As Isaac grew older and more senile, he became oblivious to the acts of Esau who played upon the old man's fondness for venison in order to stay in his good graces. When Rebecca heard the words of Isaac telling Esau to get the venison and receive the birthright, her faith was weakened and she undertook to do something to bring about the fulfillment of the promises of Yahweh, hoping that He would sanction her efforts because of her motives. With this in her mind she called Jacob and instructed him in what he should do, overriding the scruples of his conscience. (Genesis 27:6-13)

    Jacob, aided and abetted by his mother, went to the flock and took two kids which his mother cooked in a savoury dish to simulate venison. Isaac having eaten and having drunk the wine which Jacob had brought him, now set about to bless him, and said

"See, the smell of my son is as the smell of a field which Yahweh hath blessed: therefore Yahweh give thee of the dew of heaven, and the fatness of the earth, and plenty of corn and wine: Let people serve thee, and nations bow down to thee: be ruler over thy brethren, and let thy mother's sons bow down to thee: cursed be he that curseth thee, and blessed be he that blesseth thee." (Genesis 27:27-30)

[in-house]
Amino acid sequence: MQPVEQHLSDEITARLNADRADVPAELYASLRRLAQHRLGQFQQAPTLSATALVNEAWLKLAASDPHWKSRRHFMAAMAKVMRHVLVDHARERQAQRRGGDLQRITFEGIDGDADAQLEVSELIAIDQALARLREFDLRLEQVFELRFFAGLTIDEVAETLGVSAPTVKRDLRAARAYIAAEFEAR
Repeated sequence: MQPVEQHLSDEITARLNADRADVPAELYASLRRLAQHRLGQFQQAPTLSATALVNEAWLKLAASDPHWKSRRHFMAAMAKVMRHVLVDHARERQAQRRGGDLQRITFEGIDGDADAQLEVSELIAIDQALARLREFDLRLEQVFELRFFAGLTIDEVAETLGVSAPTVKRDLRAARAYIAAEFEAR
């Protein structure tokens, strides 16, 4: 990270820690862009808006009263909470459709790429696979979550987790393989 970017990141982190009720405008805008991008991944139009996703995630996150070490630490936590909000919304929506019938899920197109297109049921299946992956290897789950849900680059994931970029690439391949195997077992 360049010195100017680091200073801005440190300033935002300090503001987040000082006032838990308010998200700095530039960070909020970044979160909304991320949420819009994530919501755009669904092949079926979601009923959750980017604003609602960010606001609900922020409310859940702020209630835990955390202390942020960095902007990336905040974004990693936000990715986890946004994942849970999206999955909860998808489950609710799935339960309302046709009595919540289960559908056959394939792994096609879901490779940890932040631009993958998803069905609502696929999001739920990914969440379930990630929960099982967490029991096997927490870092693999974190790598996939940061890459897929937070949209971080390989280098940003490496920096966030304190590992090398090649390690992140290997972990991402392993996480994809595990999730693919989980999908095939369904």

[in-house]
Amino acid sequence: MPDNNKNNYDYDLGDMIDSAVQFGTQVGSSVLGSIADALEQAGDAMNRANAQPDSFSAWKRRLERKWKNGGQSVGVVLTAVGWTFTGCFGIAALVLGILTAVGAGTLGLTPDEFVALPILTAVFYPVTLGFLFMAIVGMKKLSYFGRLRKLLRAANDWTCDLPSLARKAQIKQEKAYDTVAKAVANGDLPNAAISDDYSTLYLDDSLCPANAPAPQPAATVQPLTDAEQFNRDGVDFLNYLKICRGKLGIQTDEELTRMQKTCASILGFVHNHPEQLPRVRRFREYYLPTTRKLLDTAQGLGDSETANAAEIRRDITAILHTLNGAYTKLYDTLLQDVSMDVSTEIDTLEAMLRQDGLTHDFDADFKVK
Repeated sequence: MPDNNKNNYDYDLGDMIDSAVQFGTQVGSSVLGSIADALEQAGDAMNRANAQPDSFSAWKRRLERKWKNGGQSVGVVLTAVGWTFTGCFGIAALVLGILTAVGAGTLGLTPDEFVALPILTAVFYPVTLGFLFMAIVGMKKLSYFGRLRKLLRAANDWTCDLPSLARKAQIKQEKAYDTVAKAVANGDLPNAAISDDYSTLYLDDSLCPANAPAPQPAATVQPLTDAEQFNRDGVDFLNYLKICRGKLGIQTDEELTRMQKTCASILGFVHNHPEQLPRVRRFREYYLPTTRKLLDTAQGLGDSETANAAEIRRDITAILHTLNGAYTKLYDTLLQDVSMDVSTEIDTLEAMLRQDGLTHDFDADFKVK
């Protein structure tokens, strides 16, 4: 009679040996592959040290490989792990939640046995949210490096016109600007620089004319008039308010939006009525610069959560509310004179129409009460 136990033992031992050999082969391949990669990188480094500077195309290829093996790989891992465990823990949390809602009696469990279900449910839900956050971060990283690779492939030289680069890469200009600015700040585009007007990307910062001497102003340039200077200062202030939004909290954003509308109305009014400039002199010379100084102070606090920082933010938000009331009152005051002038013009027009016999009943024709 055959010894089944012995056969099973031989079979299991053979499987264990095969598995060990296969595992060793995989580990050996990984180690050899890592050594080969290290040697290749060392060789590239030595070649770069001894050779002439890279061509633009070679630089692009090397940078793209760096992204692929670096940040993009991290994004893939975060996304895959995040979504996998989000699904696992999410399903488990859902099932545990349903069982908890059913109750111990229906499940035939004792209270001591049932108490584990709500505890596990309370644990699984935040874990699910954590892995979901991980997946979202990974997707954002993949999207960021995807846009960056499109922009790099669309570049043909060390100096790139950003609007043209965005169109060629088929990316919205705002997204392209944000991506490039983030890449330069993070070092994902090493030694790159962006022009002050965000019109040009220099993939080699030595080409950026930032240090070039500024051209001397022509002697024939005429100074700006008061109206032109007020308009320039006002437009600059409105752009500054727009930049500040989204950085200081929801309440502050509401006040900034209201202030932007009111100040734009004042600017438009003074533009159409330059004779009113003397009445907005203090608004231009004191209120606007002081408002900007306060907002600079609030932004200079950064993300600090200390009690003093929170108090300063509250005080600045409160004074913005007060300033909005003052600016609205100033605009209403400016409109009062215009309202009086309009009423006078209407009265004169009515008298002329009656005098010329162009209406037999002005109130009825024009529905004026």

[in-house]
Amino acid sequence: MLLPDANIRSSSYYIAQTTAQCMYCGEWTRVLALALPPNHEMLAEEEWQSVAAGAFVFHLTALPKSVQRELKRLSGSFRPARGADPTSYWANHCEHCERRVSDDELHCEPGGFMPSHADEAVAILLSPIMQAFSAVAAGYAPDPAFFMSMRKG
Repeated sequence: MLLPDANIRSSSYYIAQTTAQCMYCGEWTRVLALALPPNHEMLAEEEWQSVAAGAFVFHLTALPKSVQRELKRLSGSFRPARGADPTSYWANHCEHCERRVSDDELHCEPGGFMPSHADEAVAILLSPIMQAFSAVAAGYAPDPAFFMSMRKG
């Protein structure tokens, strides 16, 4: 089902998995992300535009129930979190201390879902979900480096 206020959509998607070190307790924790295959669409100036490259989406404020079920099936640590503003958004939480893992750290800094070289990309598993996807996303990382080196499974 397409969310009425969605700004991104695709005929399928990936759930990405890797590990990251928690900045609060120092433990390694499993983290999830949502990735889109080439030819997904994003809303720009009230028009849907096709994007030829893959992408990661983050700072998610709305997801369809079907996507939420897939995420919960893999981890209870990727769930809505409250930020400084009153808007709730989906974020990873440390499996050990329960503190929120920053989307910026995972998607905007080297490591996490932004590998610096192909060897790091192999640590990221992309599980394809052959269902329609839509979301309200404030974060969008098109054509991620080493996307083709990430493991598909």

Isaac had finished pronouncing the blessing upon Jacob, and Jacob was scarcely out of his father's presence, when Esau walked in from the hunt, bringing the desired venison. Having prepared it to suit his father's taste, he brought it before him, saying,

"Let my father arise and eat of his son's venison, that thy soul may bless me." (Genesis 27:31)

When Isaac heard the voice of his son Esau, he trembled exceedingly and said,

"Who? Where is he that hath taken venison and brought it to me, and I have eaten of all before thou camest, and have blessed him? Yea, and he shall be blessed." (Genesis 27:33)

    When Esau heard that the birthright and blessing were already disposed of, and that the rightful owner (by right of purchase) had already obtained it, he cried with an exceedingly great cry, and said unto his father,

"Bless me, even me also, O my father." (Genesis 27:34)

Paul says, speaking of Esau,

"For ye know how that afterward, when he (Esau) would have inherited the blessings, he was rejected; for he found no place of repentence, though he sought it carefully with tears." (Hebrews 12 :17)